Proposals to protect thousands of square kilometres of pristine Antarctic waters have been knocked back, dealing a major blow to conservation plans.
Meeting this week in Hobart, Australia, the 25 members of the Commission for the Conservation of Antarctic Marine Living Resources (CCAMLR, pronounced ‘cam-lar') did not reach the necessary consensus on plans for three huge marine protected areas in the waters around Antarctica. The reserves would have established fishing bans and set aside regions as reference areas for scientists studying the impact of climate change on fragile polar ecosystems (see 'Antarctic seas in the balance').
Steve Campbell, campaign director of the Antarctic Ocean Alliance, a coalition of conservation groups, says that those pushing for the protection were “deeply disappointed”.
“CCAMLR has missed the opportunity to create these extremely large and important marine protected areas,” he says. “The credibility of CCAMLR is at risk.”
The commission generally has a good reputation among researchers for its approach to conservation and resource management in the seas around Antarctica. Before this year’s annual meeting, which finished on 1 November, a number of observers suggested that moving forward on already agreed goals to create marine reserves around Antarctica would be a crucial test for the commission.
But the CCAMLR meeting closed without the required unanimous agreement to establish any of the proposed reserves. The commission’s scientific advisers had previously approved all of the proposals, but all were then sunk by disagreements such as the size of the areas and how long they would remain in place.
In a rare move, the commission has agreed to only its second-ever ‘intercessional meeting’, which will take place in July in Germany, says Campbell. This will provide another opportunity to discuss the marine reserve proposals, which would otherwise be on hold until the next annual meeting.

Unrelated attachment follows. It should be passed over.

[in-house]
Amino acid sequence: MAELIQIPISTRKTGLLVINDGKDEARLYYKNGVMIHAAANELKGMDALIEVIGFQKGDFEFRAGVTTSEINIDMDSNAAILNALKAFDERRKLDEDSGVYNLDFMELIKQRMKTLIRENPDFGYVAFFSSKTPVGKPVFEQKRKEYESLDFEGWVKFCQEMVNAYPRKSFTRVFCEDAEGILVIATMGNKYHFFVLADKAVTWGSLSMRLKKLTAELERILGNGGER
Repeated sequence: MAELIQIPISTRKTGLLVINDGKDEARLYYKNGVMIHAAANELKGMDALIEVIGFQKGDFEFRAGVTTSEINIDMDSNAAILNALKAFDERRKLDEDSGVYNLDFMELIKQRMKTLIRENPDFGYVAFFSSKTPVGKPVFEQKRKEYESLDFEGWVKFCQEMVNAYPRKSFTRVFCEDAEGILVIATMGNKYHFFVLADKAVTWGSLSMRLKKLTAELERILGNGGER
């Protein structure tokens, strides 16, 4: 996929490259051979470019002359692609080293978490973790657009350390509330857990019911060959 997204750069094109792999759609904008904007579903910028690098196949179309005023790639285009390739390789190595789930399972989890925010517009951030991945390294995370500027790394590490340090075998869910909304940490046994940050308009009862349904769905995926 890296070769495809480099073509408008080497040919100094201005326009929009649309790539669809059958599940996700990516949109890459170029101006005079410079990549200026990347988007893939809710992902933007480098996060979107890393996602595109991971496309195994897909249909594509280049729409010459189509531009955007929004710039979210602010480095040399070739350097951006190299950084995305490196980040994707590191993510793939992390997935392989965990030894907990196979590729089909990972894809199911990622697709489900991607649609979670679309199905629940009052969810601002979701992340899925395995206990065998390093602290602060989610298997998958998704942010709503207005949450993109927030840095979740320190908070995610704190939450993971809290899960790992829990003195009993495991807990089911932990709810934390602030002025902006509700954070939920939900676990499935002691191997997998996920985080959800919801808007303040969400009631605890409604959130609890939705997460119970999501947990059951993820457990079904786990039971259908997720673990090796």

Alex Rogers, a conservation biologist at the University of Oxford, UK, says that although he was “very, very disappointed” by the commission's failure to approve the protected areas, he was not surprised. Rogers says that the debates at CCAMLR are indicative of a wider “global dichotomy” about how states approach ocean resources, with some nations taking a conservation-and-management approach and others more focused on the potential for exploitation.
That the July meeting was agreed to is a positive sign, says Rogers. But he warns that “time really is running out on these issues. If we don’t get protection in place now, exploitation of these systems will increase. Even a delay is quite a serious issue.”
CCAMLR was considering proposals to establish marine reserves in three different areas: around the Ross Sea, around Eastern Antarctica and in areas exposed by collapsed ice sheets near the Antarctic Peninsula (see 'Polar protection'). The Ross Sea area is particularly contentious because of increased fishing in the region. Rival proposals from New Zealand and the United States for slightly different reserves were combined earlier at the meeting, raising hopes that agreement would be forthcoming (see 'US and New Zealand set aside differences to push for Antarctic protection').
The commission previously established a large protected area around the South Orkney Islands, and Campbell says that there is still hope that the next three proposals can be pushed through in July. At present, he says, “CCAMLR is the only institution that can do this.”
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